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Rural children struggle while their parents toil in cities


15:07, September 29, 2011

CHONGQING, Sept. 29 (Xinhua) -- Cold rice. A few slices of dried beancurd.

Tan Biyue takes the same lunch box to school every day.

The eight-year-old never complains, knowing it is the best her aging grandparents can prepare for her.

Her real agony comes from missing her parents.

Tan's mother, fed up with the tough life in the poor village in southwest China's Chongqing Municipality, walked out when Tan was still a baby.

Unable to support the family on the meager farming income, her father spends most of his time in the country's south, working as a migrant worker.

"I cannot remember what my mom looks like, but I'm sure she's sweet," said Tan, her eyes filled with tears.


Tan belongs to a lonely group that is known in China as left-behind children -- an estimated 58 million children who are cared for by a single parent, grandparents, and sometimes a distant relative or even a neighbor. Their parents have migrated to cities in search of work.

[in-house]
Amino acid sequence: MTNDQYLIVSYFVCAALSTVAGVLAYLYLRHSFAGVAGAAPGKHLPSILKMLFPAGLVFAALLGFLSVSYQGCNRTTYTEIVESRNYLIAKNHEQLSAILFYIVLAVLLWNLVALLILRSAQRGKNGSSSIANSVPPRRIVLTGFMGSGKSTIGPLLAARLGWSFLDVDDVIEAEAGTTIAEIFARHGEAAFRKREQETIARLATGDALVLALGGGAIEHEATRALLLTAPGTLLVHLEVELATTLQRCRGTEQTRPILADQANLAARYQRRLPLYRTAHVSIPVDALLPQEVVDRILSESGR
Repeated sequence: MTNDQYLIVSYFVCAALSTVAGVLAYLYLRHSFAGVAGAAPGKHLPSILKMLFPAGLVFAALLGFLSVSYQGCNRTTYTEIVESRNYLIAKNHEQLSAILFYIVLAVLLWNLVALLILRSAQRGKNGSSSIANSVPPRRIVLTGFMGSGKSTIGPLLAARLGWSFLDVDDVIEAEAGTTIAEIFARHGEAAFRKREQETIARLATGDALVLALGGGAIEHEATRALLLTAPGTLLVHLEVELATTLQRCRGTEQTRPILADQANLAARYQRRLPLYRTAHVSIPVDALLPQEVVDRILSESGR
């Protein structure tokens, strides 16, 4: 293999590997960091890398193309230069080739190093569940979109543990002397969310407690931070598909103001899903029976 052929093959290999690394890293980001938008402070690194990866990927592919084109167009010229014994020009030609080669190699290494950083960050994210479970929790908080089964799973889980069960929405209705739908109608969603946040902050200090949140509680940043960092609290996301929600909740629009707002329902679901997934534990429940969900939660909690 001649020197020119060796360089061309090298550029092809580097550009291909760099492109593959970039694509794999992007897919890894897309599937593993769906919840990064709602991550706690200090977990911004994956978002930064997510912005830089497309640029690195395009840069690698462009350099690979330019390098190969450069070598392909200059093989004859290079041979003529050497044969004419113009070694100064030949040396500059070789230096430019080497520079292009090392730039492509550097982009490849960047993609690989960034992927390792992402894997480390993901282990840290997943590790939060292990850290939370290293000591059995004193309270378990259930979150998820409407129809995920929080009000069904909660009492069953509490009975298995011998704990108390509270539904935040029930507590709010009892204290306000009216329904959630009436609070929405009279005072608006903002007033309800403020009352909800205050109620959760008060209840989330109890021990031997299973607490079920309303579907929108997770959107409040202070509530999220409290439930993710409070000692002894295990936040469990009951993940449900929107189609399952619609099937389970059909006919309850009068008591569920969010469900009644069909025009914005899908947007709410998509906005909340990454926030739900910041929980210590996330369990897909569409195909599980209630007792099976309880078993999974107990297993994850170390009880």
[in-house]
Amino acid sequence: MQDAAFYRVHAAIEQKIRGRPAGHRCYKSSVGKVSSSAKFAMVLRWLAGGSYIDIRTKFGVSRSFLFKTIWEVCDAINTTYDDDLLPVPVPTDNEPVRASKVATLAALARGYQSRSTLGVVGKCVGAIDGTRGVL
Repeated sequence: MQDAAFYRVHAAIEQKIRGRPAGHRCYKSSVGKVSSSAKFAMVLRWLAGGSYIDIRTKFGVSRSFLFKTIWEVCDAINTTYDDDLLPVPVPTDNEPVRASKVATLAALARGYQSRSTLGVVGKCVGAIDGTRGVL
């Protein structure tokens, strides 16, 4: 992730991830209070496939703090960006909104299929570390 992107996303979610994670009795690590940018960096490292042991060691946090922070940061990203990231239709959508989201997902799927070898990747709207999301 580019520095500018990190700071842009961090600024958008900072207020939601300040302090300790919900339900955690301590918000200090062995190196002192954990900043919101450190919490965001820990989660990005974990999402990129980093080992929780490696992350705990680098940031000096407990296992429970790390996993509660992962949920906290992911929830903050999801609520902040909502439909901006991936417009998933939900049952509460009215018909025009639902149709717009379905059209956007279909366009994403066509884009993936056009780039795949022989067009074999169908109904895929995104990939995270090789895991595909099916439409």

Of all the 58 students at Tan's Caoping Primary School, 35 are left-behind children.

Across Chongqing, the number of left-behind children is estimated at 2.35 million.

"My parents came home to celebrate the Moon Festival two weeks ago," said Tan's classmate Huang Yinshen. "My friends were so jealous that they didn't talk to me for days."

China Youth and Children Research Center found in a survey that more than 57 percent of the rural left-behind children suffer psychological problems, including cowardice, self-contempt, belligerence and resentment for their parents.

Child psychologist Wei Zhizhong, however, believes the percentage could be even higher.

"Almost 80 percent of the left-behind children have problems getting along with other people," said Wei. "Some are autistic and lack basic communication skills, while others are defiant and hostile."

Last week, three girls, aged from 10 to 12, jumped off a two-story building in the eastern Jiangxi Province, fearing they might be punished at school for failing to finish their assignment.

All the girls survived with injuries, as tree branches broke their fall.

The girl who thought up the suicide plan, 11-year-old Huang Jing, is a left-behind child. Her parents work as migrants in Jiujiang's city center and are rarely home.

"We should take a lesson from this tragedy and care more for these left-behind children," said the school principal Zhou Liangqi.

The local education authority has also called on schools to provide counseling to these students.

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